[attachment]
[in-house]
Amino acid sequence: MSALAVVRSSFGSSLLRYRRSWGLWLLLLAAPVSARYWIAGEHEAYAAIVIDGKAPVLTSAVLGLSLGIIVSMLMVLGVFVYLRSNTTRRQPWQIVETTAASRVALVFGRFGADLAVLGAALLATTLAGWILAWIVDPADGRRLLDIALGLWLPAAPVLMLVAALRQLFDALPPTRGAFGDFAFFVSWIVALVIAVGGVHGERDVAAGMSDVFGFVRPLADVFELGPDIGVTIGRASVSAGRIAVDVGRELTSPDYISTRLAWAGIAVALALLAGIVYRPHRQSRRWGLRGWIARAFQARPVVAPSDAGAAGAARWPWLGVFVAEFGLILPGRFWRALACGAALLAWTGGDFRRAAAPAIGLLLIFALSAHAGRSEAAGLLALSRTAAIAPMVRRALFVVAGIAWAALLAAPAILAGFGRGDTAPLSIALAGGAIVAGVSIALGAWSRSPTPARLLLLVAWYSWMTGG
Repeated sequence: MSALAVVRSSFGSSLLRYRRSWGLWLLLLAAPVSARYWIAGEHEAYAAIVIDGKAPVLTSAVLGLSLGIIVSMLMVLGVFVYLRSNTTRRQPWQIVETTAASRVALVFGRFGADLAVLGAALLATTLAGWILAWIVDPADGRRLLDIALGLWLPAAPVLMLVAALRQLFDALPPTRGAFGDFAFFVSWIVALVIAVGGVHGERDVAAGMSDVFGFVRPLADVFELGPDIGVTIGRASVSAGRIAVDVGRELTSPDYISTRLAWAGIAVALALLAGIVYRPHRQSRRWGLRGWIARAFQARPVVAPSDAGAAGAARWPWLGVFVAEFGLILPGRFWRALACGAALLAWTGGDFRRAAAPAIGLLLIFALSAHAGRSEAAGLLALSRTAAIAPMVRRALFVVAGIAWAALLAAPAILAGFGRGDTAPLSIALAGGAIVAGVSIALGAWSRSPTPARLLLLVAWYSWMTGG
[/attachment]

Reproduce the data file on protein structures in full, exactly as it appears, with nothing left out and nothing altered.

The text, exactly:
[in-house]
Amino acid sequence: MSALAVVRSSFGSSLLRYRRSWGLWLLLLAAPVSARYWIAGEHEAYAAIVIDGKAPVLTSAVLGLSLGIIVSMLMVLGVFVYLRSNTTRRQPWQIVETTAASRVALVFGRFGADLAVLGAALLATTLAGWILAWIVDPADGRRLLDIALGLWLPAAPVLMLVAALRQLFDALPPTRGAFGDFAFFVSWIVALVIAVGGVHGERDVAAGMSDVFGFVRPLADVFELGPDIGVTIGRASVSAGRIAVDVGRELTSPDYISTRLAWAGIAVALALLAGIVYRPHRQSRRWGLRGWIARAFQARPVVAPSDAGAAGAARWPWLGVFVAEFGLILPGRFWRALACGAALLAWTGGDFRRAAAPAIGLLLIFALSAHAGRSEAAGLLALSRTAAIAPMVRRALFVVAGIAWAALLAAPAILAGFGRGDTAPLSIALAGGAIVAGVSIALGAWSRSPTPARLLLLVAWYSWMTGG
Repeated sequence: MSALAVVRSSFGSSLLRYRRSWGLWLLLLAAPVSARYWIAGEHEAYAAIVIDGKAPVLTSAVLGLSLGIIVSMLMVLGVFVYLRSNTTRRQPWQIVETTAASRVALVFGRFGADLAVLGAALLATTLAGWILAWIVDPADGRRLLDIALGLWLPAAPVLMLVAALRQLFDALPPTRGAFGDFAFFVSWIVALVIAVGGVHGERDVAAGMSDVFGFVRPLADVFELGPDIGVTIGRASVSAGRIAVDVGRELTSPDYISTRLAWAGIAVALALLAGIVYRPHRQSRRWGLRGWIARAFQARPVVAPSDAGAAGAARWPWLGVFVAEFGLILPGRFWRALACGAALLAWTGGDFRRAAAPAIGLLLIFALSAHAGRSEAAGLLALSRTAAIAPMVRRALFVVAGIAWAALLAAPAILAGFGRGDTAPLSIALAGGAIVAGVSIALGAWSRSPTPARLLLLVAWYSWMTGG